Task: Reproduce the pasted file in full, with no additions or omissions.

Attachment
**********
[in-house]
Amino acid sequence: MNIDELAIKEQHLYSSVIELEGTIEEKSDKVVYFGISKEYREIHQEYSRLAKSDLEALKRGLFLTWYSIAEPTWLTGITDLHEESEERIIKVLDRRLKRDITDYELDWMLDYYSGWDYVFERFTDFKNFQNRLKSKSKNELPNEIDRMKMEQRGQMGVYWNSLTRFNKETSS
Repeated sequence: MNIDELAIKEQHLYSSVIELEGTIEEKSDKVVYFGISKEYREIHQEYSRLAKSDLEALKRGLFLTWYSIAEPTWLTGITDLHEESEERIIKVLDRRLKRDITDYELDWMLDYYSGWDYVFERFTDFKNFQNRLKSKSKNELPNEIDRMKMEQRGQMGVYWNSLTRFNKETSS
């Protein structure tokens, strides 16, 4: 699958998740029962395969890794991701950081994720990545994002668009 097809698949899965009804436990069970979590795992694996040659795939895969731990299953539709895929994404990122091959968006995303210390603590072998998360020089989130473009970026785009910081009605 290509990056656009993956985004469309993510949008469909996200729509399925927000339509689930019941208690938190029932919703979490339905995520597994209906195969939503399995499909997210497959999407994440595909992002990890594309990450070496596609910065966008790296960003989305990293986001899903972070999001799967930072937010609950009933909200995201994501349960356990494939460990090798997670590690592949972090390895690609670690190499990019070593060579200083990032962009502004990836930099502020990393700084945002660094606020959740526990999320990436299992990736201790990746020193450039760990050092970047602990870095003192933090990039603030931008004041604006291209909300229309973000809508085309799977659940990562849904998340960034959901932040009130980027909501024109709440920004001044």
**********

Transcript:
[in-house]
Amino acid sequence: MNIDELAIKEQHLYSSVIELEGTIEEKSDKVVYFGISKEYREIHQEYSRLAKSDLEALKRGLFLTWYSIAEPTWLTGITDLHEESEERIIKVLDRRLKRDITDYELDWMLDYYSGWDYVFERFTDFKNFQNRLKSKSKNELPNEIDRMKMEQRGQMGVYWNSLTRFNKETSS
Repeated sequence: MNIDELAIKEQHLYSSVIELEGTIEEKSDKVVYFGISKEYREIHQEYSRLAKSDLEALKRGLFLTWYSIAEPTWLTGITDLHEESEERIIKVLDRRLKRDITDYELDWMLDYYSGWDYVFERFTDFKNFQNRLKSKSKNELPNEIDRMKMEQRGQMGVYWNSLTRFNKETSS
């Protein structure tokens, strides 16, 4: 699958998740029962395969890794991701950081994720990545994002668009 097809698949899965009804436990069970979590795992694996040659795939895969731990299953539709895929994404990122091959968006995303210390603590072998998360020089989130473009970026785009910081009605 290509990056656009993956985004469309993510949008469909996200729509399925927000339509689930019941208690938190029932919703979490339905995520597994209906195969939503399995499909997210497959999407994440595909992002990890594309990450070496596609910065966008790296960003989305990293986001899903972070999001799967930072937010609950009933909200995201994501349960356990494939460990090798997670590690592949972090390895690609670690190499990019070593060579200083990032962009502004990836930099502020990393700084945002660094606020959740526990999320990436299992990736201790990746020193450039760990050092970047602990870095003192933090990039603030931008004041604006291209909300229309973000809508085309799977659940990562849904998340960034959901932040009130980027909501024109709440920004001044």